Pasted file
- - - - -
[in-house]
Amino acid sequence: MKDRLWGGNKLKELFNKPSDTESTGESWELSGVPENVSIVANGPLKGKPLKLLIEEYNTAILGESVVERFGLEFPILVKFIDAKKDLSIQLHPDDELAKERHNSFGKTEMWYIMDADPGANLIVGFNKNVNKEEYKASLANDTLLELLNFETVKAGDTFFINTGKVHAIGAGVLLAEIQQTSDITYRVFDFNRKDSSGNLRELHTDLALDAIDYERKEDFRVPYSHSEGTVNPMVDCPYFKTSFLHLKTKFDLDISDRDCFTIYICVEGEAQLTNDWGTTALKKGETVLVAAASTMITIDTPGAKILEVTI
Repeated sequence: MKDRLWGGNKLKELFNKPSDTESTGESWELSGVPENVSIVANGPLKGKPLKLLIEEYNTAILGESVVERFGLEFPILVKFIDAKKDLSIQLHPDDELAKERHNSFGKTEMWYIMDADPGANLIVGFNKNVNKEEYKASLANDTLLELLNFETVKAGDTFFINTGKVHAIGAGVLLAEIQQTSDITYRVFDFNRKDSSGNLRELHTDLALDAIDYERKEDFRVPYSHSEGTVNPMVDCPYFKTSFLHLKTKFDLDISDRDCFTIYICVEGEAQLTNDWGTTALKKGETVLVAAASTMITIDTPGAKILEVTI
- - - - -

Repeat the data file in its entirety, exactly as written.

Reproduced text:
[in-house]
Amino acid sequence: MKDRLWGGNKLKELFNKPSDTESTGESWELSGVPENVSIVANGPLKGKPLKLLIEEYNTAILGESVVERFGLEFPILVKFIDAKKDLSIQLHPDDELAKERHNSFGKTEMWYIMDADPGANLIVGFNKNVNKEEYKASLANDTLLELLNFETVKAGDTFFINTGKVHAIGAGVLLAEIQQTSDITYRVFDFNRKDSSGNLRELHTDLALDAIDYERKEDFRVPYSHSEGTVNPMVDCPYFKTSFLHLKTKFDLDISDRDCFTIYICVEGEAQLTNDWGTTALKKGETVLVAAASTMITIDTPGAKILEVTI
Repeated sequence: MKDRLWGGNKLKELFNKPSDTESTGESWELSGVPENVSIVANGPLKGKPLKLLIEEYNTAILGESVVERFGLEFPILVKFIDAKKDLSIQLHPDDELAKERHNSFGKTEMWYIMDADPGANLIVGFNKNVNKEEYKASLANDTLLELLNFETVKAGDTFFINTGKVHAIGAGVLLAEIQQTSDITYRVFDFNRKDSSGNLRELHTDLALDAIDYERKEDFRVPYSHSEGTVNPMVDCPYFKTSFLHLKTKFDLDISDRDCFTIYICVEGEAQLTNDWGTTALKKGETVLVAAASTMITIDTPGAKILEVTI